- having the dimensions of height and width only: a two-dimensional surface.
- (of a work of art) having its elements organized in terms of a flat surface, especially emphasizing the vertical and horizontal character of the picture plane: the two-dimensional structure of a painting.
- (in a literary work) shallow, unconvincing, or superficial in execution: a novel having two-dimensional characters.
Origin of two-dimensional
First recorded in 1895–1900
Dictionary.com Unabridged Based on the Random House Unabridged Dictionary, © Random House, Inc. 2018
Examples from the Web for two-dimensional
In the past, her character has tended toward the two-dimensional: the chilly villainess.Game of Thrones’ Ep. 5 'First of His Name' Recap: An Ode to the Women of Westeros
May 5, 2014
Prince tries to avoid the two-dimensional in other areas as well.New York’s Greatest Show Or How They Did Not Screw Up ‘Guys and Dolls’
April 6, 2014
She argued that these men and women were typically not psychopaths or two-dimensional monsters.Inside the Nazi Mind at the Nuremberg Trials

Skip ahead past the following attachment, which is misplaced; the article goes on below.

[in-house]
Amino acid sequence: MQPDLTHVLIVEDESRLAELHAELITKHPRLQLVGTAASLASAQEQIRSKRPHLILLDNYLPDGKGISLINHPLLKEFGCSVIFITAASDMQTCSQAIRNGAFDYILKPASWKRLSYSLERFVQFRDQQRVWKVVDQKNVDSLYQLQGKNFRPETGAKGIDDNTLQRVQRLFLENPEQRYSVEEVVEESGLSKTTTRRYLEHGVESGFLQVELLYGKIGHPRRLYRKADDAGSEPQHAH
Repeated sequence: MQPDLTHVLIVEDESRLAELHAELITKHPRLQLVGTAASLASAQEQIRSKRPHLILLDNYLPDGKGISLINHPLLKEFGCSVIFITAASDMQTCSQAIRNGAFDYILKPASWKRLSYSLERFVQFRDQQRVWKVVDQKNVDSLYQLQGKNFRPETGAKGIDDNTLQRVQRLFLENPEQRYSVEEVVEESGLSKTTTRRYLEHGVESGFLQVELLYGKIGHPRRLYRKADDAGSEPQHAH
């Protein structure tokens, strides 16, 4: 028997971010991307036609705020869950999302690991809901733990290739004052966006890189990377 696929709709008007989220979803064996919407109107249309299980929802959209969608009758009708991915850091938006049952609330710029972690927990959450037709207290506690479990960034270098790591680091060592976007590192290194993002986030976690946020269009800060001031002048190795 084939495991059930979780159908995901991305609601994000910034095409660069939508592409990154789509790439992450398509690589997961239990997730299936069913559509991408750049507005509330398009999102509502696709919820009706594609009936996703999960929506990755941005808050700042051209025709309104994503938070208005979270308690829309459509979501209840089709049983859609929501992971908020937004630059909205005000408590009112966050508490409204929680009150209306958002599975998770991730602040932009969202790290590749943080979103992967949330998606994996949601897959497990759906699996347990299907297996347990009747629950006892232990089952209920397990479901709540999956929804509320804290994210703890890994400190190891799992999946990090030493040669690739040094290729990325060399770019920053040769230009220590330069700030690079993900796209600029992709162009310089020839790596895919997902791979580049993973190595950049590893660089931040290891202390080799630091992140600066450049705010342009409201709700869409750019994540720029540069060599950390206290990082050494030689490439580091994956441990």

September 7, 2013
The two-dimensional photograph becomes 3-D where the artist has constructed a little ledge with rocks.The Best Things to See at Frieze Art Fair NY 2013
May 10, 2013
Sometimes the flowers multiplied in shades of persimmon or turned into two-dimensional appliqué.Miuccia Prada and Emporio Armani: Milan Spring 2013 Collections
September 21, 2012
Flat, two-dimensional slices of reality, without depth or motion.Vanishing Point
Now we take an example of a two-dimensional continuum which is finite, but unbounded.
The two-dimensional geometries of Riemann and Lobachevski are thus correlated to the Euclidean geometry.
The images of external objects are painted on the retina, which is a two-dimensional canvas; they are perspectives.
For this purpose we will first give our attention once more to the geometry of two-dimensional spherical surfaces.
- of, having, or relating to two dimensions, usually describable in terms of length and breadth or length and height
- lying on a plane; having an area but not enclosing any volume
- lacking in depth, as characters in a literary work
- (of painting or drawing) lacking the characteristics of form or depth
Collins English Dictionary - Complete & Unabridged 2012 Digital Edition © William Collins Sons & Co. Ltd. 1979, 1986 © HarperCollins Publishers 1998, 2000, 2003, 2005, 2006, 2007, 2009, 2012